2 min

Kicked out of the bars

Underaged youth look to Homo Hops for last chance at fun

YOUTH. They don't have many places to go. Credit: Mark Bogdanovic

With recent bar closures, there are almost no places left for underaged queer youth to meet and party in the city.

“I used to go to Boots. Boots was really great but they closed down,” says Ruben, 16. “Usually every Saturday night we’d go there for a while. A lot of us just came to the scene – and it was really good. They didn’t hassle you about ID.”

“I cried because it was my favourite club,” says Adam, 16, remembering the day Boots closed back in June. “We took home mementos.”

For many queer teens, it wasn’t only their favourite bar, but their only bar. When Boots closed, the limited options narrowed drastically.

Industry and Sanctuary (on Queen St W) both shut down this summer; both practiced looser door policies and attracted a large number of queer youth.

“For a lot of people there isn’t something else,” says Ruben. “Not everywhere is accepting of young people. A lot of places card.”

“It happens – it’s understandable,” says Toni, who says she has been kept out of several gay and lesbian bars. “I’m only 16; if the cops come in and catch me drinking, it’s the bar that’ll get busted for it, not me. I don’t want to put them in that danger – when I can go drink in a park.”

Buddies bar management at Tallulah’s Cabaret has been put in exactly the situation that Toni describes. Since Pride Day, it has been visited repeatedly by police checking patrons’ ages. Door staff now keep a strict policy that everyone needs ID.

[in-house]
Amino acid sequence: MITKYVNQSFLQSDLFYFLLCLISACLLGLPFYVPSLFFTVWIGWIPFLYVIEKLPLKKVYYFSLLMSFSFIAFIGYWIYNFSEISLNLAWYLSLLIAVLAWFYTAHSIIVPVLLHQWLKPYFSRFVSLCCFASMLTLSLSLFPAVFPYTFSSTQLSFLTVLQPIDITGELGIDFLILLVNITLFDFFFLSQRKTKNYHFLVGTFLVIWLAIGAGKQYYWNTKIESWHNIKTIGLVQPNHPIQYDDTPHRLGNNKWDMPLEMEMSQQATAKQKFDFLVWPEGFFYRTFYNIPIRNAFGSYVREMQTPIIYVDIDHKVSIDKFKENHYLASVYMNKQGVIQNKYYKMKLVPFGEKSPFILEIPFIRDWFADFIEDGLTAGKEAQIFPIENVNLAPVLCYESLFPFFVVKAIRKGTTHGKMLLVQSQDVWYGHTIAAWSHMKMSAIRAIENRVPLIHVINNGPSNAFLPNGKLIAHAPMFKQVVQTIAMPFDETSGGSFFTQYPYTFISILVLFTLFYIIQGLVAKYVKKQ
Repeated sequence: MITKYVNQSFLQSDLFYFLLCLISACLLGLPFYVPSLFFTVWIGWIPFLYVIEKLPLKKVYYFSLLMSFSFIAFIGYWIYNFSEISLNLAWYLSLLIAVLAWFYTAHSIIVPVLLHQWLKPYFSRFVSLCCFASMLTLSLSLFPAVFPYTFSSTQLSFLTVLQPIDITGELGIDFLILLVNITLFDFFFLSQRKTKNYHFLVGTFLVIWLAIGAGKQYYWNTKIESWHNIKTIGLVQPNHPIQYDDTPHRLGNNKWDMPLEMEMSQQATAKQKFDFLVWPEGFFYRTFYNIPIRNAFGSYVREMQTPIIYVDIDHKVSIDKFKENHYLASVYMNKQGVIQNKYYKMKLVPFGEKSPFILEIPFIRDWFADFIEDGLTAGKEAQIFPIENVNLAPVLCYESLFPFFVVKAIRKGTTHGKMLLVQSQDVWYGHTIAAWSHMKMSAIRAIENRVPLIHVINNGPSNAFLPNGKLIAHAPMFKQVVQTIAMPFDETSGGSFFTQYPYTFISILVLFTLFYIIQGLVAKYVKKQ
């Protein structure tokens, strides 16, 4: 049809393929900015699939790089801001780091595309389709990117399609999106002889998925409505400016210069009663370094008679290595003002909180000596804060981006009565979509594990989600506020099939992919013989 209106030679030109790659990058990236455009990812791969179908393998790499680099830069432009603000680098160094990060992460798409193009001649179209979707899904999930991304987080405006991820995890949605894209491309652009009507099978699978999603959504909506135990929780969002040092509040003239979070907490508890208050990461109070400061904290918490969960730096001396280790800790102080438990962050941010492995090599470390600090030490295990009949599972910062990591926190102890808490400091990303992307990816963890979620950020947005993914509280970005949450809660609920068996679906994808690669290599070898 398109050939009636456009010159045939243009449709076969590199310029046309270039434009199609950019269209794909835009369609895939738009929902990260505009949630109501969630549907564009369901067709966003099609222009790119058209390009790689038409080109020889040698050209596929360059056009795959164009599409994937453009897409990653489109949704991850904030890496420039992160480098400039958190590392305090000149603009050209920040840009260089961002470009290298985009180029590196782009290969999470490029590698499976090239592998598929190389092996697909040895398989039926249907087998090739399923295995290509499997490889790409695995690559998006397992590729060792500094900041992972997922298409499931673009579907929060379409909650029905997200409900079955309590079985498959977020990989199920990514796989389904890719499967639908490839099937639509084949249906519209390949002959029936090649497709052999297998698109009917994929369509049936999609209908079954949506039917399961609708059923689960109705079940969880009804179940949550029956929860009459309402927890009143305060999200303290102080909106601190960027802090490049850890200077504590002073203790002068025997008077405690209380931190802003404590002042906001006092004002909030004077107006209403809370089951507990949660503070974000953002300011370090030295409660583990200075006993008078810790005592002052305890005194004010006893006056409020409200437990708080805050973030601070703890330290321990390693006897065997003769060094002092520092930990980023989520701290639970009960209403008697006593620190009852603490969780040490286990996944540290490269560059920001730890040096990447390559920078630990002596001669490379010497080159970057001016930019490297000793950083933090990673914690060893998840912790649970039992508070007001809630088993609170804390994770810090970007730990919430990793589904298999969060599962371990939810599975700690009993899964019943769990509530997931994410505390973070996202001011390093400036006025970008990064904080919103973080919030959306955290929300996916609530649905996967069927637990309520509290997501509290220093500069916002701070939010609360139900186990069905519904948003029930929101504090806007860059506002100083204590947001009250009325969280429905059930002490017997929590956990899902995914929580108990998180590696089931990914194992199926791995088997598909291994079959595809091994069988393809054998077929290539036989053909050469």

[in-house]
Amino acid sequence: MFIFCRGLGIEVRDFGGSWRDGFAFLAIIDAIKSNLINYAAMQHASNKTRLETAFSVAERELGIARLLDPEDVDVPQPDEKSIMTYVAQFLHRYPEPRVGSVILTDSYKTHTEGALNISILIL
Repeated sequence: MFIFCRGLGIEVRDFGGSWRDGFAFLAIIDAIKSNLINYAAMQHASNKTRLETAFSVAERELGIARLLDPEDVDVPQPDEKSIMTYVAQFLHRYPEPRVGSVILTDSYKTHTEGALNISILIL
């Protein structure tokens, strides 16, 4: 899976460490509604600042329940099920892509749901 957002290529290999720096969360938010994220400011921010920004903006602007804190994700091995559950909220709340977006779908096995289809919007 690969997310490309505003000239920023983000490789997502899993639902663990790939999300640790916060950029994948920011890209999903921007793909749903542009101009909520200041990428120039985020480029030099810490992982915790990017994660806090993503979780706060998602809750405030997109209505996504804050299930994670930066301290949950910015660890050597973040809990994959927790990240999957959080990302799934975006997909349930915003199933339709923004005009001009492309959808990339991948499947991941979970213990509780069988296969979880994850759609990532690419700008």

“There aren’t a lot of places for youth to go, I hear it all the time,” says the University Of Toronto’s Kevin Beaulieu, a member of the committee that organizes the popular all-ages Homo Hops on campus. “We’ve had requests to make these things every two weeks just because it’s somewhere for them to go – rather than hanging out with nothing to do.”

Nicki, 17, says she has no where else to go but the Homo Hops. She was interviewed at the August edition of the monthly dance. “And to take a walk down Church Street and The 519. That’s about all that’s open to me.”

The U of T Hops attract a couple of hundred eager underage partiers, along with the college age crowd. Attendees receive a security bracelet allowing them to drink if they can produce ID – but everyone can join the party.

Beaulieu says the Hops aren’t profit-driven.

“Liquor sales aren’t our measure of success. We don’t rely on these for our financial well being. I don’t mean to put bars down. They’ve got to pay their rent just to stay around. We’re fortunate being at the university as we are. We’re in a better position to run this type of event.”

Recognizing the service it is providing to queer youth of all ages,

the U of T group extended its Hops to the summer – despite

university students not being at school.

“This thing is one of the highlights of my month,” says Toni, 16. “I’d love it if there were more dances like this. It’s open and accepting. Everyone’s friendly which doesn’t happen in other places.”

Shawn Ryker, manager of Fly (a club on Gloucester), remembers when he was this young and there was an alternative. Until the mid ’80s, there was an all ages bar open every weekend – The Manatee, on St Joseph.

The next Homo Hop will be held on Sat, Sep 16 at the SAC Hangar (100 St George). The special 30th anniversary Hop (marking 30 years of an organzied gay group at U of T) is Sat, Dec 2 – and students are soliciting memories of Homo Hops of the past. Send your recollections to LGBTOUT, 73 St George St, room 133, Toronto M5S 2E5; or e-mail